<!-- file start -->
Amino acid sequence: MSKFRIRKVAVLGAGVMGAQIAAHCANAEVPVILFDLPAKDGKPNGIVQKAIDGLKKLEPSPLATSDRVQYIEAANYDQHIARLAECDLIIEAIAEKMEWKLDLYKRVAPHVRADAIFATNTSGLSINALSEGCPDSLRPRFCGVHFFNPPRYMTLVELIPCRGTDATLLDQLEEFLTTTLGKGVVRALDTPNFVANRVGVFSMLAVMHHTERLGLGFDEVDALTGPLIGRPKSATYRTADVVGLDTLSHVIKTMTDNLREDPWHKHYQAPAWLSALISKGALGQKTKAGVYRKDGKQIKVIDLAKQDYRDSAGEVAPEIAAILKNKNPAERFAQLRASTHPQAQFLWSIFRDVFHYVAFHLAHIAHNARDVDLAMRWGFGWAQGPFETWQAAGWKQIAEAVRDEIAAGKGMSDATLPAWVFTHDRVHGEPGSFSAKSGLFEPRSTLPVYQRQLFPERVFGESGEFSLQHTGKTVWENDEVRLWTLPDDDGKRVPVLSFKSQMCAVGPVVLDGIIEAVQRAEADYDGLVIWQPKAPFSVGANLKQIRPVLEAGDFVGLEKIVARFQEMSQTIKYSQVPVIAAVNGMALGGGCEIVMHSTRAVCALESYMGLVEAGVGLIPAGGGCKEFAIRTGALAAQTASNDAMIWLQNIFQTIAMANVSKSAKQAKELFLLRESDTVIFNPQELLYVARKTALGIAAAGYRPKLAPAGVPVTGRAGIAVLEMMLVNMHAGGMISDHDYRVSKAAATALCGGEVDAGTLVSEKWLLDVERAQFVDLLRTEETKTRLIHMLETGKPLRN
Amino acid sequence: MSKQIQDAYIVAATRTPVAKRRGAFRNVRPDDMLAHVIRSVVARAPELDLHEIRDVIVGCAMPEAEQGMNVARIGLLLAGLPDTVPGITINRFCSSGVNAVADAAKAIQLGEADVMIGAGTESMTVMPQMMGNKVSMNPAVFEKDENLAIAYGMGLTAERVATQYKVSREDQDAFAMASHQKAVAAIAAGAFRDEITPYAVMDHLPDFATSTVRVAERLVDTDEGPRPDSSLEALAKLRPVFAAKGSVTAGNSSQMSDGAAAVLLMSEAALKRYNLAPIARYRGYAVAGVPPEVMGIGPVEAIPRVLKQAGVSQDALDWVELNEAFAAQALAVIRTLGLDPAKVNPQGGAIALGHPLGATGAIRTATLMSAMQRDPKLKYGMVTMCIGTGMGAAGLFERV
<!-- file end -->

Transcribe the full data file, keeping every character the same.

Amino acid sequence: MSKFRIRKVAVLGAGVMGAQIAAHCANAEVPVILFDLPAKDGKPNGIVQKAIDGLKKLEPSPLATSDRVQYIEAANYDQHIARLAECDLIIEAIAEKMEWKLDLYKRVAPHVRADAIFATNTSGLSINALSEGCPDSLRPRFCGVHFFNPPRYMTLVELIPCRGTDATLLDQLEEFLTTTLGKGVVRALDTPNFVANRVGVFSMLAVMHHTERLGLGFDEVDALTGPLIGRPKSATYRTADVVGLDTLSHVIKTMTDNLREDPWHKHYQAPAWLSALISKGALGQKTKAGVYRKDGKQIKVIDLAKQDYRDSAGEVAPEIAAILKNKNPAERFAQLRASTHPQAQFLWSIFRDVFHYVAFHLAHIAHNARDVDLAMRWGFGWAQGPFETWQAAGWKQIAEAVRDEIAAGKGMSDATLPAWVFTHDRVHGEPGSFSAKSGLFEPRSTLPVYQRQLFPERVFGESGEFSLQHTGKTVWENDEVRLWTLPDDDGKRVPVLSFKSQMCAVGPVVLDGIIEAVQRAEADYDGLVIWQPKAPFSVGANLKQIRPVLEAGDFVGLEKIVARFQEMSQTIKYSQVPVIAAVNGMALGGGCEIVMHSTRAVCALESYMGLVEAGVGLIPAGGGCKEFAIRTGALAAQTASNDAMIWLQNIFQTIAMANVSKSAKQAKELFLLRESDTVIFNPQELLYVARKTALGIAAAGYRPKLAPAGVPVTGRAGIAVLEMMLVNMHAGGMISDHDYRVSKAAATALCGGEVDAGTLVSEKWLLDVERAQFVDLLRTEETKTRLIHMLETGKPLRN
Amino acid sequence: MSKQIQDAYIVAATRTPVAKRRGAFRNVRPDDMLAHVIRSVVARAPELDLHEIRDVIVGCAMPEAEQGMNVARIGLLLAGLPDTVPGITINRFCSSGVNAVADAAKAIQLGEADVMIGAGTESMTVMPQMMGNKVSMNPAVFEKDENLAIAYGMGLTAERVATQYKVSREDQDAFAMASHQKAVAAIAAGAFRDEITPYAVMDHLPDFATSTVRVAERLVDTDEGPRPDSSLEALAKLRPVFAAKGSVTAGNSSQMSDGAAAVLLMSEAALKRYNLAPIARYRGYAVAGVPPEVMGIGPVEAIPRVLKQAGVSQDALDWVELNEAFAAQALAVIRTLGLDPAKVNPQGGAIALGHPLGATGAIRTATLMSAMQRDPKLKYGMVTMCIGTGMGAAGLFERV